Researching ZAUSMER, ZOUSMER, ZESMER, CHOUSMER, CHAUSMER, TSOUZMER etc,
MARCUS, DAVIDOFF in Polangen, Kretinga, Darbenai, Libau, Riga, Memel
SCHORR, SCHERZER, JURIS and DAWID in Buckaczowce, Ottynia, Nadworna, and
Kolomyya
ZUNDER in Buckaczowce and Ivano-Frankivsk
KEMPNER in Berlin, Lodz, Warszawa and London
and GERSON, SIDERSKY in Gumbinnen, Koenigsberg, Danzig, Berlin and South
Africa


Latvia SIG #Latvia Volunteering/Facebook page #latvia

Jan Rabinowitz <janrab@...>
 

Thanks for setting up the FB page! I don't have a huge amount of extra time and few
usable skills, but I'm willing to help with whatever I can. I'm good at Word and Excel,
can't read Russian or Yiddish. But if you let me know what types of things need to be
done, I'll happily pick one or two out!

Jan Rabinowitz
Atlanta, GA

Searching in Latvia: SELIGSOHN, HIRSCH


United Nations Holocaust Outreach Programme #poland #lodz

Roni S. Liebowitz
 

Attended the screening of "The Last Flight of Petr Ginz" at the U.N.
last night and also saw the following exhibits. If you're in New York
area, the following are worth seeing. Note the "Faces of the Ghetto"
(Lodz Ghetto).

Check the UN website for information about
programs and tickets. Links at the bottom of this post.
24 January - 29 February 2012

Children and the Holocaust: International Day of Commemoration
in memory of the victims of the Holocaust

DESCRIPTION
Three exhibitions on the Holocaust will open to the public in the Main
Gallery of the Visitors Lobby, as part of a week-long series of
Holocaust remembrance activities at the United Nations.

The Face of the Ghetto: Pictures Taken by Jewish Photographers in the
Lodz Ghetto (Litzmannstadt Ghetto), 1940-1944 The exhibit presents new
photographs of community life in the Lodz Ghetto, taken by Jewish
inhabitants.

While researching in the National Archives in Lodz, historian Dr. Ingo
Loose and curator Dr. Thomas Lutz came across 27 photo albums; inside
were about 12,000 contact prints in small format, sorted thematically and
taken by Jewish photographers at the request of the ghetto's Jewish Council.
This collection of images - accessible to the public for the very first
time - shows a decisive step in the persecution of Jews in the Lizmannstadt
Ghetto.

A Monument of Good Deeds: Dreams and Hopes of Children during the
Holocaust. Curated by Yad Vashem, The Holocaust Martyrs' and Heroes'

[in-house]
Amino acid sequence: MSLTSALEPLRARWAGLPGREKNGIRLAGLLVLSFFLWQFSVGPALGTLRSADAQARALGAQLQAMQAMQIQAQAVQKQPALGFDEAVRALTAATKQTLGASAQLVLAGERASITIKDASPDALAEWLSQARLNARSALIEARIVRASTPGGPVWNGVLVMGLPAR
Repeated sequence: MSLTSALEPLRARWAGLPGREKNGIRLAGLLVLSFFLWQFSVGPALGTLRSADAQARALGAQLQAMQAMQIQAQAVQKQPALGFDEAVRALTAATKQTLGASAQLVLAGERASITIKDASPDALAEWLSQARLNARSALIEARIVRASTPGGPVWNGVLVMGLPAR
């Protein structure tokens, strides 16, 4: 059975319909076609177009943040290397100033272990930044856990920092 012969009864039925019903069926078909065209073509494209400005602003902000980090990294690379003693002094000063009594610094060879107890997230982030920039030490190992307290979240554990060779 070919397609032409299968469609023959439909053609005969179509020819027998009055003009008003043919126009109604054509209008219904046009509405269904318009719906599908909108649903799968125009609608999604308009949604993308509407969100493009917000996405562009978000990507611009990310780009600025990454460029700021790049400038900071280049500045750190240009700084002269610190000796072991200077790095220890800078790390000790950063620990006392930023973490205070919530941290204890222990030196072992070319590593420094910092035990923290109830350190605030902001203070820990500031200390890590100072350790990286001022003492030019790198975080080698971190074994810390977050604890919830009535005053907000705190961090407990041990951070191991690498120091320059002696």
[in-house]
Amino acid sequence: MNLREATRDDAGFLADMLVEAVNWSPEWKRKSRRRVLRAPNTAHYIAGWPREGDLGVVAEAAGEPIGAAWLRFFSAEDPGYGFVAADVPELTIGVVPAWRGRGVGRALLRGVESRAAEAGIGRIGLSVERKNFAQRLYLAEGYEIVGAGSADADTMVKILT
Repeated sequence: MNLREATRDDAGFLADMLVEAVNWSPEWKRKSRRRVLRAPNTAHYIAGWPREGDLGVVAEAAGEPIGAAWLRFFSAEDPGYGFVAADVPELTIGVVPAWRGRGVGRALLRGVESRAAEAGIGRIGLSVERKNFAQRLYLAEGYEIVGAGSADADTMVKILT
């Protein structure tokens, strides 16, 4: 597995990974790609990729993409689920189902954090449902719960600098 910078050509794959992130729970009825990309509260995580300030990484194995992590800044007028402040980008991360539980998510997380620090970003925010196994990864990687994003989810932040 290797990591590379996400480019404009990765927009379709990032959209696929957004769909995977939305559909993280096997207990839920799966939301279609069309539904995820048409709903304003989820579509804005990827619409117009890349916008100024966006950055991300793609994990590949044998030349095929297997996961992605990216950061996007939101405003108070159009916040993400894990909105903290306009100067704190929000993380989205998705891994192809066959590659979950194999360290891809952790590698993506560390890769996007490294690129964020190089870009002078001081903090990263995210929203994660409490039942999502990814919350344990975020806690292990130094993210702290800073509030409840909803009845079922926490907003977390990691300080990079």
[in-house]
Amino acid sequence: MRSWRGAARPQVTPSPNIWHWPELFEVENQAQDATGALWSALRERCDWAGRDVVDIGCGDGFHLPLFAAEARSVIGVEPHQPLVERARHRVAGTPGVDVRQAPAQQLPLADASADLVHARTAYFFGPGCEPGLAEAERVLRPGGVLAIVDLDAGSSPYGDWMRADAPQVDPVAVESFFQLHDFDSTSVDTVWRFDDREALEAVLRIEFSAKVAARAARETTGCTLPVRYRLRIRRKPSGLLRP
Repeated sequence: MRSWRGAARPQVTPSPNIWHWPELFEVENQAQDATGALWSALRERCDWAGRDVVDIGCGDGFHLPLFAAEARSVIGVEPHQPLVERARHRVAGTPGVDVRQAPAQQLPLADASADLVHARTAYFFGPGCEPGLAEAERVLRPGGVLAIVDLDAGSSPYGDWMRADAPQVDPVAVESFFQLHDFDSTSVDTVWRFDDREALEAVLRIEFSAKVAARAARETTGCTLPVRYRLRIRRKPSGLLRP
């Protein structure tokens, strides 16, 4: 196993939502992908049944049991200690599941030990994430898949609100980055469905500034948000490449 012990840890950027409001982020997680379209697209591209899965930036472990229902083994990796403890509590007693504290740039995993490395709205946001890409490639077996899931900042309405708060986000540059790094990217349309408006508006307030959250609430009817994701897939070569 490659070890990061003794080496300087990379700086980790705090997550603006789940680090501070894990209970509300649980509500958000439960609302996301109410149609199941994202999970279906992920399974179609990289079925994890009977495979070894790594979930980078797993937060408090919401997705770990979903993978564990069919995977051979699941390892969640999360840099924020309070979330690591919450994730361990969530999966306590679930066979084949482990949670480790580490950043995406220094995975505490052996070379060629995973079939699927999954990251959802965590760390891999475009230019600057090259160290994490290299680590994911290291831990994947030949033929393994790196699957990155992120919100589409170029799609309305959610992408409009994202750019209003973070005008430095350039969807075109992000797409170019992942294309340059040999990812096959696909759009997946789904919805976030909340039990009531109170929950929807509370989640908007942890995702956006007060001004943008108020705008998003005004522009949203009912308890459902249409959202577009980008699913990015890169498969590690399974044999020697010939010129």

Remembrance Authority, it features the stories of 13 children during
the Holocaust. Through their portraits, toys and artwork, visitors to
this exhibition will learn how these children lived their daily lives
as the war was raging around them.

Holocaust - Keeping the Memories Alive. The 16 top entries of the
Design Student Poster Contest. The exhibition is supported by the Task
Force for International Cooperation on Holocaust Education, Remembrance
and Research (ITF) and held in partnership with Yad Vashem, le Memorial
de la Shoah, the European Shoah Legacy Institute and the UN Holocaust
Programme.

WHERE
United Nations Headquarters, Visitors Lobby, Main Gallery.

SPONSORED BY
Holocaust remembrance activities at the United Nations are led by the
Holocaust and the United Nations Outreach Programme of the Department
of Public Information. The Programme, as established by General Assembly
resolution 60/7, aims to mobilize civil society for Holocaust remembrance
and education, in order to help prevent future acts of genocide.

PRESS RELEASE
http://www.un.org/News/Press/docs//2012/note6333.doc.htm

Holocaust and the United Nations Outreach Programme
http://www.un.org/en/holocaustremembrance/index.shtml
2012 Calendar of Holocaust Remembrance Events
http://www.un.org/en/holocaustremembrance/2012/calendar2012.html

Roni Seibel Liebowitz
New York


Lodz Area Research Group #Lodz #Poland United Nations Holocaust Outreach Programme #lodz #poland

Roni S. Liebowitz
 

Attended the screening of "The Last Flight of Petr Ginz" at the U.N.
last night and also saw the following exhibits. If you're in New York
area, the following are worth seeing. Note the "Faces of the Ghetto"
(Lodz Ghetto).

Check the UN website for information about
programs and tickets. Links at the bottom of this post.
24 January - 29 February 2012

Children and the Holocaust: International Day of Commemoration